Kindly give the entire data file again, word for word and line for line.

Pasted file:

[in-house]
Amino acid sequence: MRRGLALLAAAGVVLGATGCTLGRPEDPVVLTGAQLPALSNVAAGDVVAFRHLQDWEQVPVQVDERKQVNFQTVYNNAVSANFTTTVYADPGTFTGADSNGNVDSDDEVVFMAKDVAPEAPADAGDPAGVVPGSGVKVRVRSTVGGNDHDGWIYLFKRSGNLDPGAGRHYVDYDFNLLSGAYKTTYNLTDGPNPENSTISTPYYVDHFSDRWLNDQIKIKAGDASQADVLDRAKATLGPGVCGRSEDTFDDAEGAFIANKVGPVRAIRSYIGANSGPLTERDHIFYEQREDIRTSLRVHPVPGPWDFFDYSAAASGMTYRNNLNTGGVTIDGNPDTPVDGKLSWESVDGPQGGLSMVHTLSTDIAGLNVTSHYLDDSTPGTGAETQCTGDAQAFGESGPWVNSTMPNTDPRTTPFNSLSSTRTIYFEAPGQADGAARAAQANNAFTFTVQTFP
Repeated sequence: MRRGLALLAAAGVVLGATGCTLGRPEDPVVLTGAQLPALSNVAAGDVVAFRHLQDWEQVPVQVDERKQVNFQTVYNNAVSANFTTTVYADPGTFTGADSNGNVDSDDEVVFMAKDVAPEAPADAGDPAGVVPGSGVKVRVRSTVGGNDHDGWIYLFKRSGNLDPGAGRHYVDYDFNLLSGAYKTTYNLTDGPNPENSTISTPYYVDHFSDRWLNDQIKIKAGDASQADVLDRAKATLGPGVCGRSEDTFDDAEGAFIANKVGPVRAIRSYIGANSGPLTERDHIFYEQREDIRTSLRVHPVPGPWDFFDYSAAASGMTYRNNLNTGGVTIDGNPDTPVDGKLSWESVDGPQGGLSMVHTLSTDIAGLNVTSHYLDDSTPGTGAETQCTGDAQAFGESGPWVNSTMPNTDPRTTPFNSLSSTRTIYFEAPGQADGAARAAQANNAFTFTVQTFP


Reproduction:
[in-house]
Amino acid sequence: MRRGLALLAAAGVVLGATGCTLGRPEDPVVLTGAQLPALSNVAAGDVVAFRHLQDWEQVPVQVDERKQVNFQTVYNNAVSANFTTTVYADPGTFTGADSNGNVDSDDEVVFMAKDVAPEAPADAGDPAGVVPGSGVKVRVRSTVGGNDHDGWIYLFKRSGNLDPGAGRHYVDYDFNLLSGAYKTTYNLTDGPNPENSTISTPYYVDHFSDRWLNDQIKIKAGDASQADVLDRAKATLGPGVCGRSEDTFDDAEGAFIANKVGPVRAIRSYIGANSGPLTERDHIFYEQREDIRTSLRVHPVPGPWDFFDYSAAASGMTYRNNLNTGGVTIDGNPDTPVDGKLSWESVDGPQGGLSMVHTLSTDIAGLNVTSHYLDDSTPGTGAETQCTGDAQAFGESGPWVNSTMPNTDPRTTPFNSLSSTRTIYFEAPGQADGAARAAQANNAFTFTVQTFP
Repeated sequence: MRRGLALLAAAGVVLGATGCTLGRPEDPVVLTGAQLPALSNVAAGDVVAFRHLQDWEQVPVQVDERKQVNFQTVYNNAVSANFTTTVYADPGTFTGADSNGNVDSDDEVVFMAKDVAPEAPADAGDPAGVVPGSGVKVRVRSTVGGNDHDGWIYLFKRSGNLDPGAGRHYVDYDFNLLSGAYKTTYNLTDGPNPENSTISTPYYVDHFSDRWLNDQIKIKAGDASQADVLDRAKATLGPGVCGRSEDTFDDAEGAFIANKVGPVRAIRSYIGANSGPLTERDHIFYEQREDIRTSLRVHPVPGPWDFFDYSAAASGMTYRNNLNTGGVTIDGNPDTPVDGKLSWESVDGPQGGLSMVHTLSTDIAGLNVTSHYLDDSTPGTGAETQCTGDAQAFGESGPWVNSTMPNTDPRTTPFNSLSSTRTIYFEAPGQADGAARAAQANNAFTFTVQTFP